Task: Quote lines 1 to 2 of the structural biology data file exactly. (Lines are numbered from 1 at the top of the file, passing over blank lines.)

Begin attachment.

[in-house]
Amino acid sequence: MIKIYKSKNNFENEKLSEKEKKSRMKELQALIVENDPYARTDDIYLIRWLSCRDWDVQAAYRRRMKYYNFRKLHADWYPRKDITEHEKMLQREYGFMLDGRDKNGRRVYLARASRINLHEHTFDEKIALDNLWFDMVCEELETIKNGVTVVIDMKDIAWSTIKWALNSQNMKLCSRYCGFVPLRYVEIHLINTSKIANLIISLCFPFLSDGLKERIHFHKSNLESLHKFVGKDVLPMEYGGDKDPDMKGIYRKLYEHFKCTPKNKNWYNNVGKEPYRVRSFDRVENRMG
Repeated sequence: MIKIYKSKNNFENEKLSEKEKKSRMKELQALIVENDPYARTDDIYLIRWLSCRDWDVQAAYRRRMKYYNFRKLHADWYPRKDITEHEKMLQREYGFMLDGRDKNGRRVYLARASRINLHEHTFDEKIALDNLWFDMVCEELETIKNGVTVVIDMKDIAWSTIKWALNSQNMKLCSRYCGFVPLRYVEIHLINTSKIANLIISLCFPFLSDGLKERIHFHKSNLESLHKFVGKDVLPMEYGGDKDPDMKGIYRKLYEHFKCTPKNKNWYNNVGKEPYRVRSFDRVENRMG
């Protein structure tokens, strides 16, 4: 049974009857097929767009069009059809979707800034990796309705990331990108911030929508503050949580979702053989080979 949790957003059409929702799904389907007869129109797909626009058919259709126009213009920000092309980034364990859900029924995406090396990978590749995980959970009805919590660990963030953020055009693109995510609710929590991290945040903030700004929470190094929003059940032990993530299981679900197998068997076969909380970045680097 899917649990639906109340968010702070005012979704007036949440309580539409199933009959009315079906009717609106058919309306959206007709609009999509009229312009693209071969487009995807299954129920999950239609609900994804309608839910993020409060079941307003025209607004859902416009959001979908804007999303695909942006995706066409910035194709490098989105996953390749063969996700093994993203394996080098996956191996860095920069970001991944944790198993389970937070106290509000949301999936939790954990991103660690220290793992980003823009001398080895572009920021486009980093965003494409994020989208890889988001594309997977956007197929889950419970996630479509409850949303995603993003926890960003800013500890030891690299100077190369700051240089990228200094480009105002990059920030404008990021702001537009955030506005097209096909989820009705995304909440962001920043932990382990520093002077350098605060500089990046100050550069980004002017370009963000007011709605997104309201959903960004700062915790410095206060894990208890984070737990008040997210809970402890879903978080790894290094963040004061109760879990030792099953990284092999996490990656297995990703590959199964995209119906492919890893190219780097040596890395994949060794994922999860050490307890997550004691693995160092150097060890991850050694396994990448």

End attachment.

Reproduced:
[in-house]
Amino acid sequence: MIKIYKSKNNFENEKLSEKEKKSRMKELQALIVENDPYARTDDIYLIRWLSCRDWDVQAAYRRRMKYYNFRKLHADWYPRKDITEHEKMLQREYGFMLDGRDKNGRRVYLARASRINLHEHTFDEKIALDNLWFDMVCEELETIKNGVTVVIDMKDIAWSTIKWALNSQNMKLCSRYCGFVPLRYVEIHLINTSKIANLIISLCFPFLSDGLKERIHFHKSNLESLHKFVGKDVLPMEYGGDKDPDMKGIYRKLYEHFKCTPKNKNWYNNVGKEPYRVRSFDRVENRMG